Postnatal (Recovery Stage) Asanas Yoga after childbirth

Category: Women and Yoga 1 0

Postnatal-Recovery

Mentionably, the initial three months after childbirth are crucial period for the nursing mother. These months must be devoted to recovery. The most important things for the mother at this point of time are relaxation, sleep and rest rather than exercise.

As the body regains its normal shape in the fourth month (after delivery), the mother can start doing selected easy yogic exercises like Pranayama (controlled breathing exercises) and asanas.

However, avoid fatigue and strain.

You can increase the time and intensity of the yogic exercises up to the seventh month after childbirth.

However, it is not at all necessary for the recovering mother to do all the following exercises. Perform those short-listed asanas slowly and in a relaxed manner. Always condition your mind to reshape the body during the exercise schedule.

Remember that the maximum benefits can be gained from the yogic asanas only when one does them slowly.

Regular practice of the short-listed asanas will definitely help in bringing back the body to its original shape and size after delivery. The asanas that can be performed three months after childbirth are Akarshana Dhanurasana, Ardha Matsyendrasana, Ushtrasana, Supta Vajrasana, Vajrasana, Dhanurasana, Ardha Shalabhasana, and Bhujangasana.

Position 8 of Surya Namaskar and Sarvangasana are ideal postures during the postnatal recovery stage. They counteract the gravity effect on the internal organs during pregnancy. They also bring back these organs to their original positions. In the postnatal recovery stage, regular practise of Sarvangasana corrects enlargement of the ovary and the uterus.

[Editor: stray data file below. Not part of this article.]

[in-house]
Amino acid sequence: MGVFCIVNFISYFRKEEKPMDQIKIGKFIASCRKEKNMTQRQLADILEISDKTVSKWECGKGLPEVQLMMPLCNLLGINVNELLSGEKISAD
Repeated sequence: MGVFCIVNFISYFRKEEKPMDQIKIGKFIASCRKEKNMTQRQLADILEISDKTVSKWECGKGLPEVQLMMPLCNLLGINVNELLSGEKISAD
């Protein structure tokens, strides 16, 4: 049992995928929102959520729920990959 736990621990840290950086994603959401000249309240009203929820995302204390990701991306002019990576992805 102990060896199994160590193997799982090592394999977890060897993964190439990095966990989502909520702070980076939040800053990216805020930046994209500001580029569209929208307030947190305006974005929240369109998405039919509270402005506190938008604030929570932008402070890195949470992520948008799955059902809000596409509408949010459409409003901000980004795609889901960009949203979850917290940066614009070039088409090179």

The pelvic floor exercises will stimulate blood circulation to the perineum area which may have undergone tear or cut during childbirth. The ideal pelvic floor exercises during the postnatal recovery stage are Matsyasana, Moola Bandha, Yoga Mudra and Bhadrasana. These postures retone the muscles and contract the pelvic floor.

One of the important asanas during the postnatal recovery stage is Viparita Karani. Viparita Karani brings back the displaced internal organs to their original positions. Besides, this asana also strengthens the abdomen.

Do this exercise by moving your legs in the cycling action. Slowly lift up your legs and move them first in the clockwise and then in the anti-clockwise directions. Perform the actions as many times as you can without straining yourselves.

Take rest in Savasana for some time after each asana.

Savasana cures the sacroiliac joints which generally become rather tender and cause pain after delivery. These joints are required to be separated during the pelvic separation process during childbirth.

Follow up Viparita Karani with the forward bend postures like Paschimotanasana and Janusirasana.  They strengthen internal organs, uterus and the abdomen.

Janusirasana restores the womb to its normal position after prolapse or childbirth.

Other asanas that help to restore the uterus to its original position are Sasankasana and Utkatasana. These postures further set aright minor prolapses of the pelvic viscera. They also contract the over-relaxed muscles of the vaginal urinary tract.

To correct retroversion (tipping forward) of the uterus and to also strengthen the transverse back muscles you can perform Janu Vakshasana. This asana makes the body stoop forward and arches the transverse back muscles that keep together the over-relaxed pelvic bones after delivery.

The over-relaxed abdominal muscles are tightened when the mother performs Ardha Halasana, Nauli and Uddiyana.

Parvatasana prevents uterine prolapse. It is easier to do. This asana flattens the abdomen by firmly pushing backward and upward the abdominal organs against the spine.

Aswini Mudra keeps the perineum supple. It also forms up the stretched muscles.

Other asanas that firm up the abdomen are Chakrasana (Supine), Pavana Muktasana, and Naukasana (Supine). But, these are a bit difficult exercises; so perform them with caution.

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